Book Review: Chinaberry Sidewalks
“Hank Williams was singing ‘Lovesick Blues’ when I stepped into the living room armed with my father’s rifle.” Rodney Crowell announces, within pages of the start of this memoir, focused on his relationship with his parents. He goes on to describe how the five-year-old Rodney, watching the deterioration of a New Year’s Eve party in his home, fires a gun to “save my parents from themselves”.
Crowell’s white trash childhood in the suburbs of Houston provided much of the fodder for The Houston Kid – the album that marked a major turning point in his long musical career – but the stories in the songs are fictionalised. Chinaberry Sidewalks is his attempt to tell the true story.
The only child (a brother died shortly after birth) of a hard-drinking father who never achieved his dream of being a country singer and an epileptic mother who found company in holy-rolling Pentecostal churches, Crowell grew up as much on the streets of Houston as he did in his home, which barely stood up physically, let alone metaphorically, to the extremes of the Texas climate. He describes the scrapes he got into, the relationships with friends and neighbours, but returns all the time to the father he idolised and the mother he adored.
We’ve long known that Crowell has a way with words, so it’s no big surprise that he can put it to good use in prose as well as songs. In particular, his description of the pair of preachers who shared the duties at his mother’s church leaves a long-lasting impression. However, he sometimes lets his command of language fly away with him, leading to convoluted mixed metaphors (“When at last my father’s white flag was raised in defeat, my mother seized the opportunity to pour salt on his wounded ego”) and some of his similes are frankly incomprehensible (“before the door banged shut behind the first vigilante, he was on me like a bad paint job.”)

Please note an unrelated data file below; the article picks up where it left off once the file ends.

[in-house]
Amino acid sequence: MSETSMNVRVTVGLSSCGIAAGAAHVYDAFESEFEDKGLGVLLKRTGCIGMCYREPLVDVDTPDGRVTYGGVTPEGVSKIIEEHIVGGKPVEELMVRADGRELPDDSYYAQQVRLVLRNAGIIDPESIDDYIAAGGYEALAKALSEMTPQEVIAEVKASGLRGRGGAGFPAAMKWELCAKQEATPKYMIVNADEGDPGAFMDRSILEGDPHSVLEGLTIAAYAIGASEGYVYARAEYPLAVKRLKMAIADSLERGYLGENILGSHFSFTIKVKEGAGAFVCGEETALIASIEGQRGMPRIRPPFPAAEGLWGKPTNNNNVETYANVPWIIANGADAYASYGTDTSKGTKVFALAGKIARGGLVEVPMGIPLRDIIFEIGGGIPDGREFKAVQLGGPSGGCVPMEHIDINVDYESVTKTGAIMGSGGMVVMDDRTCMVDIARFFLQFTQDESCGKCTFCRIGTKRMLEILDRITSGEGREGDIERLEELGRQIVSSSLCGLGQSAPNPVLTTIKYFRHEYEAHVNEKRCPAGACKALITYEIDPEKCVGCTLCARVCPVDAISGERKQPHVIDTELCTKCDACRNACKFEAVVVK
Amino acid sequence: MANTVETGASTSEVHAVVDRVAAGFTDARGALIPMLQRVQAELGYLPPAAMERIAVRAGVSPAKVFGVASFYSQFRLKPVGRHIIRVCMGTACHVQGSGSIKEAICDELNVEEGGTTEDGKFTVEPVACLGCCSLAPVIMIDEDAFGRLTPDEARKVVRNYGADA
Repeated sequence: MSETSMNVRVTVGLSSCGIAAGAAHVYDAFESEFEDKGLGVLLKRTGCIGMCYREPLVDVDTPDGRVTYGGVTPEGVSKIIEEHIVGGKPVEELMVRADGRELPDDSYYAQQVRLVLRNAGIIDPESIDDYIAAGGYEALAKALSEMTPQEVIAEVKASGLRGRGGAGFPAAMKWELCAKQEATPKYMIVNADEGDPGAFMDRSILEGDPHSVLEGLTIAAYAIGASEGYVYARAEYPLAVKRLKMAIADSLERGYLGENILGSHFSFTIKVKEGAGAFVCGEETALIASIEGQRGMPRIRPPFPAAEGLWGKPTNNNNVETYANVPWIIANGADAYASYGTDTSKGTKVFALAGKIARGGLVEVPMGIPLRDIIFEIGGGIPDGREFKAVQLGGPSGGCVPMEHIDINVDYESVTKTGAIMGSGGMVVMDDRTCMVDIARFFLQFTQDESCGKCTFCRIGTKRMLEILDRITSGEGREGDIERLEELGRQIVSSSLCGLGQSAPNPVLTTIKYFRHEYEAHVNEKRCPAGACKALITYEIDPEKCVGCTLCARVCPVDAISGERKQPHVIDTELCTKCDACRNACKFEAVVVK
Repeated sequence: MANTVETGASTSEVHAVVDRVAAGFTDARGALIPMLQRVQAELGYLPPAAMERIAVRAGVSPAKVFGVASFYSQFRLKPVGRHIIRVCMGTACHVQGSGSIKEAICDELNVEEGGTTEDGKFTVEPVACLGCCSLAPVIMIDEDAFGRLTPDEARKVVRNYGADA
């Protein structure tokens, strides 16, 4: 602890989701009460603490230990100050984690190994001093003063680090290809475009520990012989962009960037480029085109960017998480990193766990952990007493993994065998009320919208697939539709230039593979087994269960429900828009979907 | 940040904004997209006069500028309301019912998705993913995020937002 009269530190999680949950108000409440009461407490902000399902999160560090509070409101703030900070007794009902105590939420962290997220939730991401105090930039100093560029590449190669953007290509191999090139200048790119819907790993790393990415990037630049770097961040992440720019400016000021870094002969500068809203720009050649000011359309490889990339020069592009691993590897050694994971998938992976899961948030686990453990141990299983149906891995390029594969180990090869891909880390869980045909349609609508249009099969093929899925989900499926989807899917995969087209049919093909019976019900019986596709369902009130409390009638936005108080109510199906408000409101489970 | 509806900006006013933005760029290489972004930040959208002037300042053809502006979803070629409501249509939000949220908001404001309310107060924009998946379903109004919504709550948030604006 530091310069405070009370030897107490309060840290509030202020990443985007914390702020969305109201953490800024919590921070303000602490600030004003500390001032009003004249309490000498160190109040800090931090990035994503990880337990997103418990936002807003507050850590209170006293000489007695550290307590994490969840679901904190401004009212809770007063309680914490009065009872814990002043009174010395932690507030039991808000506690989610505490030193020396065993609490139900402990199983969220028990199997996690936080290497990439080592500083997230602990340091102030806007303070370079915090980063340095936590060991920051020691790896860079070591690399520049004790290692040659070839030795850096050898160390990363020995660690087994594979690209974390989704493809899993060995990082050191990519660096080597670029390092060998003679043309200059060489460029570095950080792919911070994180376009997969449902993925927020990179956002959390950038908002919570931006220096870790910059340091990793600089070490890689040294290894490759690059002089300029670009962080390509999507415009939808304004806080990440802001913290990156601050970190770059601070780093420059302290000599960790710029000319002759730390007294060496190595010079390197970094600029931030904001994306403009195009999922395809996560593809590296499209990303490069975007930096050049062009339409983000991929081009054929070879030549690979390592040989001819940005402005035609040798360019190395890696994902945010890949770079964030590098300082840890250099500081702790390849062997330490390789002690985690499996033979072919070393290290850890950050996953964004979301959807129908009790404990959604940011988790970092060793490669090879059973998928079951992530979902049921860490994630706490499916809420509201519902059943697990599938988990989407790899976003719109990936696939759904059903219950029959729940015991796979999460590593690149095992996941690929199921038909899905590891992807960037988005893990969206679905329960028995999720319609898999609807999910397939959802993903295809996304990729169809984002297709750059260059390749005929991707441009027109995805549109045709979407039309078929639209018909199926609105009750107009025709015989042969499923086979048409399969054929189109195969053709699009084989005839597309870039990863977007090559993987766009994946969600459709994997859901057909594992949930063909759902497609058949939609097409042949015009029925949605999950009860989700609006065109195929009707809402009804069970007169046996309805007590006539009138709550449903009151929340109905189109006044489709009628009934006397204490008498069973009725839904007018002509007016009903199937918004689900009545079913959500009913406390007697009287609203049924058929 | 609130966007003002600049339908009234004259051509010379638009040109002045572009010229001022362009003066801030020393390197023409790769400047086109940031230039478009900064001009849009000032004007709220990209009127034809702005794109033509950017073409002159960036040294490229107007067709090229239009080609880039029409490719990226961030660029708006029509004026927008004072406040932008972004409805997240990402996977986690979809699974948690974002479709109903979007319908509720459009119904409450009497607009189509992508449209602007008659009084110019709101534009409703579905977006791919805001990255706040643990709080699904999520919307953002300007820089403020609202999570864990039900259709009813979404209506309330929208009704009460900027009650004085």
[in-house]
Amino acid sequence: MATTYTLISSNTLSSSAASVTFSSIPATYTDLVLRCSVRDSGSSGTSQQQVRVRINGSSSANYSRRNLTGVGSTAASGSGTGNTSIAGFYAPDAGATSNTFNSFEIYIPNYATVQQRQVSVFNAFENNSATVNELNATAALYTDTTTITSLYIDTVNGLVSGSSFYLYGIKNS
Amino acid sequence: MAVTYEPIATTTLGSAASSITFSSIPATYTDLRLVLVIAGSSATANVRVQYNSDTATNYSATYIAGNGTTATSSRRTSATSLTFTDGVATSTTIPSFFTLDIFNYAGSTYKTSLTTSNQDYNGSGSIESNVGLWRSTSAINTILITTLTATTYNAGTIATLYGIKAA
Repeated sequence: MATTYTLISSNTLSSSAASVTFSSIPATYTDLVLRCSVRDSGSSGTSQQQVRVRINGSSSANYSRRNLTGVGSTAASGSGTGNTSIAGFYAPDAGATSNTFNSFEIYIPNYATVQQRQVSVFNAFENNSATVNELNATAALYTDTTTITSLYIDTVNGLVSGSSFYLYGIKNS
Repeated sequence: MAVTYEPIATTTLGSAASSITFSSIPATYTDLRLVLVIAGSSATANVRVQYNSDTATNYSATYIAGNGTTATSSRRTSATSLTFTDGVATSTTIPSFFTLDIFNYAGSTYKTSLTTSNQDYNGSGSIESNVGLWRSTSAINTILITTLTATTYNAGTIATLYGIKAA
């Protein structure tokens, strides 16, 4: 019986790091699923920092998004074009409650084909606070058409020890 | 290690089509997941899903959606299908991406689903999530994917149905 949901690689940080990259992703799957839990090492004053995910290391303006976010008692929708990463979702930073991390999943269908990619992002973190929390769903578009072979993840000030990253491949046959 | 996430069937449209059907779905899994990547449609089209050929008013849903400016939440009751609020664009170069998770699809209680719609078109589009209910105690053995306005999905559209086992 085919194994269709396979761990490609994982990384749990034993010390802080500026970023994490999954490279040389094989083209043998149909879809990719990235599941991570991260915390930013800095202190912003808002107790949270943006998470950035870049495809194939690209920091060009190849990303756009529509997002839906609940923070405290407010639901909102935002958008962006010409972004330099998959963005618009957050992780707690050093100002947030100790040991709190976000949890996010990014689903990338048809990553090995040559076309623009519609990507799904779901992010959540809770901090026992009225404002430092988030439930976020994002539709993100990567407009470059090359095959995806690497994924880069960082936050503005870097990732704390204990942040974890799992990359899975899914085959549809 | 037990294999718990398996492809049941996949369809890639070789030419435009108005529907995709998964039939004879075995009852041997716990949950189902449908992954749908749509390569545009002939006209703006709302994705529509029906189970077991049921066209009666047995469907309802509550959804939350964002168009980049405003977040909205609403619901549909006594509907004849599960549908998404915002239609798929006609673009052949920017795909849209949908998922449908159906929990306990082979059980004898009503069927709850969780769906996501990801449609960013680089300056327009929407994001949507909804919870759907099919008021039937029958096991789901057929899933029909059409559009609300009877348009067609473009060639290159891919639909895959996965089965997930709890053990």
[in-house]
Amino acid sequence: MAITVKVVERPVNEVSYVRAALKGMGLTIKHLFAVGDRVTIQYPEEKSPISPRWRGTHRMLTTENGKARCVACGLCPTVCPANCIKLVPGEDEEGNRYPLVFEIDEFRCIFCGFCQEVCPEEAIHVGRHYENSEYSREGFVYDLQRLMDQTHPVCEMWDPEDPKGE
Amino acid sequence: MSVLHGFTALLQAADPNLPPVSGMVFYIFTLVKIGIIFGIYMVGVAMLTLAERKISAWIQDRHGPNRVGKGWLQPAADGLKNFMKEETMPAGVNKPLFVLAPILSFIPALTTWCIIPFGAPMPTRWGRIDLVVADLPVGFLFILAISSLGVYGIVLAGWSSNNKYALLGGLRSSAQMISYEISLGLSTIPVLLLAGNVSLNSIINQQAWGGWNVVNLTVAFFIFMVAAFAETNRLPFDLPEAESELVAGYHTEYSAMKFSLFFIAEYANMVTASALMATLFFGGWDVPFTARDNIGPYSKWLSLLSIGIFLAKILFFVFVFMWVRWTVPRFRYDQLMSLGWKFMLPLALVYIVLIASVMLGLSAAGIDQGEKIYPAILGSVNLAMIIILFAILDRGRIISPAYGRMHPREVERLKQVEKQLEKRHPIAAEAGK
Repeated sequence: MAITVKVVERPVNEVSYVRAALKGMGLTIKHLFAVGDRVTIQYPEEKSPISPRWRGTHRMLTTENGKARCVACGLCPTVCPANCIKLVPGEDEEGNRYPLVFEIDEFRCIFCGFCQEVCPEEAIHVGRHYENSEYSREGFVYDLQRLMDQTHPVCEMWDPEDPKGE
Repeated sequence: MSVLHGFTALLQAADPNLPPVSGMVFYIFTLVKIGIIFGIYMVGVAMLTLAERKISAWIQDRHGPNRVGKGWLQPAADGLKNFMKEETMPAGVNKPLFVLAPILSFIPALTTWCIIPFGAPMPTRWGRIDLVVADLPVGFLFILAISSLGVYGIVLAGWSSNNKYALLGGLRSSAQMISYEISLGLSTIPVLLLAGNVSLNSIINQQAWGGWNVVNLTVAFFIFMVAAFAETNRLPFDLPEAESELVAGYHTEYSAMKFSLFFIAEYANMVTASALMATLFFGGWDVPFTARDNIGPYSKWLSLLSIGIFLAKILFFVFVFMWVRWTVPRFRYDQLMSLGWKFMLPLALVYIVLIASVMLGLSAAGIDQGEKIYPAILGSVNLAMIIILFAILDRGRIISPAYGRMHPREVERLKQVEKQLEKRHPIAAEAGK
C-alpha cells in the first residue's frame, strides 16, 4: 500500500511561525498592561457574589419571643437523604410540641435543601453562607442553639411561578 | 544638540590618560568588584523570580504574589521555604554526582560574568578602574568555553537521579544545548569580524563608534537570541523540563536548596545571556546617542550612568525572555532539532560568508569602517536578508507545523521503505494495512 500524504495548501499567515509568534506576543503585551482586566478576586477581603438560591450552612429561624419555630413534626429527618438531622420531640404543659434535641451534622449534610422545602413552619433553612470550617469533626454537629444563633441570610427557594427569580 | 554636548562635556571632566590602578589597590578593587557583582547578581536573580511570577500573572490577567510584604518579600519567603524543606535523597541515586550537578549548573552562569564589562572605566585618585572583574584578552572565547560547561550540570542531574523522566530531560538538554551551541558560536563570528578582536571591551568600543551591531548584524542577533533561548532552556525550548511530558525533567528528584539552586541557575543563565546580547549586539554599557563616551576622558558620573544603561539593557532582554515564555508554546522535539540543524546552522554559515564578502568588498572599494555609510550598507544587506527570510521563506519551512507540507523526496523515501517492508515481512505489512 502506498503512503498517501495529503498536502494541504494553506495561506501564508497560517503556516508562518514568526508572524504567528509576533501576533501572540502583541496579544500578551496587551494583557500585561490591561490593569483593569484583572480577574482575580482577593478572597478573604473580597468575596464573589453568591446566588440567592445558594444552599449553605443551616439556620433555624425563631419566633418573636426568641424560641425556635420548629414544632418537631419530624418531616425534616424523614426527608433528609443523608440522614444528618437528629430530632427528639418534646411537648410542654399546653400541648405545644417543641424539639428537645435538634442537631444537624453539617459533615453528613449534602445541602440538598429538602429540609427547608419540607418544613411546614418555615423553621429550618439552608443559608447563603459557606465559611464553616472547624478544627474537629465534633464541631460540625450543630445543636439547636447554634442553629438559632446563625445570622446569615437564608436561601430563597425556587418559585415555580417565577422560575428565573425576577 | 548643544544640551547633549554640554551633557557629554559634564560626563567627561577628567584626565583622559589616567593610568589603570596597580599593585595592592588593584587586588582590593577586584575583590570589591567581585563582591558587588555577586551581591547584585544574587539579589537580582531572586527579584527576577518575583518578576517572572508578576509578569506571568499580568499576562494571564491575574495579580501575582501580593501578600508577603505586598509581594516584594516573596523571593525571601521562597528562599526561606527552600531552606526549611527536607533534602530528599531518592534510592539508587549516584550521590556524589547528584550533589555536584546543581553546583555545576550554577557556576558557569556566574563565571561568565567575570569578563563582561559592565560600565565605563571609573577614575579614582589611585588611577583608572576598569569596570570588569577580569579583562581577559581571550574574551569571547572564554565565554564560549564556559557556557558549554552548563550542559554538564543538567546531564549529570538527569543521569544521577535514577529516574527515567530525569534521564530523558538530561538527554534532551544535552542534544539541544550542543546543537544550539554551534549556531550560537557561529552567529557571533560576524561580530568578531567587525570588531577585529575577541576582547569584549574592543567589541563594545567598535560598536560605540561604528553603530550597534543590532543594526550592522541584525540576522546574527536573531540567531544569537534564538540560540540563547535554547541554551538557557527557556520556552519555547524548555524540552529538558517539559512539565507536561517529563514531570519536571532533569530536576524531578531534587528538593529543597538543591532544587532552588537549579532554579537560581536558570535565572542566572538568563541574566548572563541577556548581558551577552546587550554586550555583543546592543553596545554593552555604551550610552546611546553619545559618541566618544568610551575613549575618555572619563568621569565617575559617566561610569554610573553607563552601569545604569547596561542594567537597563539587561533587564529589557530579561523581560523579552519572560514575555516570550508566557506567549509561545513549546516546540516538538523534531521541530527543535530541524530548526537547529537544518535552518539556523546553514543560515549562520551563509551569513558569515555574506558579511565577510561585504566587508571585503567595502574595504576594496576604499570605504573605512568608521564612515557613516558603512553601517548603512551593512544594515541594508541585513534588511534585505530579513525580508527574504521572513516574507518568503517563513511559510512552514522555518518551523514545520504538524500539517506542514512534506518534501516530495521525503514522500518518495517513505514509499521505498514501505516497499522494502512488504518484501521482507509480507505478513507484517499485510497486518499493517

The other problem with the book is more fundamental: it is frankly questionable whether Crowell’s childhood was actually unusual and interesting enough to justify an entire book about it. Though there is a threat of violence hanging over everything that happens, the instances of violence, serious neglect or other unusual occurrences are few – and some of them happen not to him but to his friends. The description of the New Year’s Eve party and of Crowell stopping an argument between his parents by smashing a bottle on his head are the only really dramatic events he describes. His childhood was chaotic certainly, but no more so than that of many other children raised in poverty at the time.
Most writers of autobiographies describe their childhood in terms of the way that it shaped the adult who came to be famous for one reason or another, but Crowell appears to have deliberately avoided doing that in order to keep the focus on his parents. Mentions of his development as a musician are almost in passing, and the description of a trip to see Jerry Lee Lewis, Carl Perkins and Johnny Cash play in 1958 is described more in terms of the impact it had on his father than on the young Rodney. In some ways, he stops writing at the point where the interest begins for most readers – certainly those who pick up the book out of love of his music.